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A CO-OPerative Kingdom Movement

 

You know those home improvement shows we all watch; whether by accident, because it’s the only thing watchable on or because we just really enjoy the shows? We love seeing the results of taking a home that is in disrepair, total abandonment or just antiquated design and turning into something new, fresh, wholly unrecognizable from what it used to be. A lot of the changes to homes on those TV shows isn’t just in construction materials, it’s an imagination that doesn’t focus on what it looks like now, but what it could look like later.

 

Now, imagine that same concept, but for an entire neighborhood; one that some might call abandoned and that others intentionally left because it just wasn’t good enough.

That’s what Justin Stice saw when he stepped into a neighborhood in Lubbock known, ironically enough as “The Heart of Lubbock.” The irony lies in the fact that the “heart” looks on the outside like it’s in need of major surgery. It’s not the healthiest, not flourishing, and an indicator of some of the worst statistics in Lubbock.

 

But, Justin is a dreamer. If you’ve met a typical “dreamer,” amplify that by one hundred and you’ll find Justin. Justin doesn’t do anything small. He had a dream to see “The Heart of Lubbock” neighborhood awakened to God, so he and his family bought a house and moved there. He had a dream to open a business in the neighborhood that could reach people, mainly college students, and he acted on it. He saw an old, historic church building and dreamed that this building could once again be used to reach people for Christ. None of these dreams were small, but that didn’t scare Justin away.

 

This dream is founded in a core belief that is the key to healing a neighborhood:

 

“You are loved.

You are valued.

You are believed in.”

 

CO-OP Church began as The Grove Faith Collective four years ago with Justin as its pastor. The Grove has been a home to many people over those years, but one of the biggest issues they had was a place to gather. After starting in the living room of a home, which they outgrew, they then began meeting in Sugar Brown’s Coffee shop, which they again outgrew. They weren’t just missing a meeting space though, they were missing what necessitates a “CO-OP”: a partner.  Enter St. Luke’s United Methodist Church and the New Church Starts Action Team.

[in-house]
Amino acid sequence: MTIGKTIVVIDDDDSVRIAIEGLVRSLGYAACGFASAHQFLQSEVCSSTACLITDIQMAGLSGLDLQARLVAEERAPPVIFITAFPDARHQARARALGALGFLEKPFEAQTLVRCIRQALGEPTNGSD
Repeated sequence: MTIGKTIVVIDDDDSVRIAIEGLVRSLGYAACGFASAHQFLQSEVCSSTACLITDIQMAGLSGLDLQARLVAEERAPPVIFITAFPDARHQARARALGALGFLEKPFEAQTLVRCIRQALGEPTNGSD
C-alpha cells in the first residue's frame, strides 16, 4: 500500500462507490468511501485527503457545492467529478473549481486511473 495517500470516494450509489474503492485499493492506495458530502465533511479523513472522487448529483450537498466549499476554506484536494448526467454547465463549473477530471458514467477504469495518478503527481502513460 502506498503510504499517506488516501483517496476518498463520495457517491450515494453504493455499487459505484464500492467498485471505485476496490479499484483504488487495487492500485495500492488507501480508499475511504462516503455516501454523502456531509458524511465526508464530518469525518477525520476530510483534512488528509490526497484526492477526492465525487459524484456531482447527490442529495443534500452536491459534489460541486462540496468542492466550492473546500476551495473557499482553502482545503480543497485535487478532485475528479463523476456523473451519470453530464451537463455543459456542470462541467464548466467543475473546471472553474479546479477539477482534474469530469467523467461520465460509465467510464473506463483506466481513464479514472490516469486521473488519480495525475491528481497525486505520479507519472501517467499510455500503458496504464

Justin Stice preaching on CO-OP Church's first Sunday.

"Loved, valued, believed in" T-shirt.

An opportunity of moving into the historic Asbury United Methodist Church building came along, but it needed work to be usable for CO-OP Church. Through the partnership with St. Luke’s, CO-OP Church was able to secure a grant to renovate the Asbury building through the New Church Starts Action Team, an essential component of the NWTX Strategic Plan.

 

Not only did St. Luke’s help in securing a grant, but St. Luke’s came alongside CO-OP Church on the ground as well. This partnership isn’t just about money, it’s about ministry. Andy Hurst, Senior Pastor of St. Luke’s said, “Anytime the Kingdom of God expands, St. Luke’s wants to be a part of that.” St. Luke’s provides co-op Church a supportive infrastructure when it comes to church finances and administration, they help with children’s ministry on Sunday morning, they give leadership and encouragement when things get hard and they even got their hands dirty and helped renovate the Asbury Church building.

 

CO-OP Church is reaching a group of people that most of our churches struggle to reach. Andy Hurst recognizes that “90% of the people are under 30 and 50% are college students.” He said the church saw how important those numbers are and decided that a partnership could help reach all generations for God.

 

Photos from CO-OP's launch Sunday.

CO-OP Church is now meeting in the newly renovated church building, but most of all, they are getting to be the church outside of the building.  Justin would tell you to dream the biggest dream possible and see if God’s dream isn’t bigger and Andy would tell you to go out and find someone doing work for the Kingdom and help. The renovation of Asbury United Methodist brought new life to a place that needed it. The Grove Faith Collective reimagined what “Church” can be. CO-OP Church, in partnership with St. Luke’s United Methodist Church, is living a dream of revitalizing “The Heart of Lubbock.”

 

So, what kind of partnership is your church called to engage in? What kind of dreams does your church have for making disciples? How can you step in and help others change the world?

 

 

Video by Levi McKay

Story by Lauren Hughs

Photos by Angie Brokaw

 

 

 

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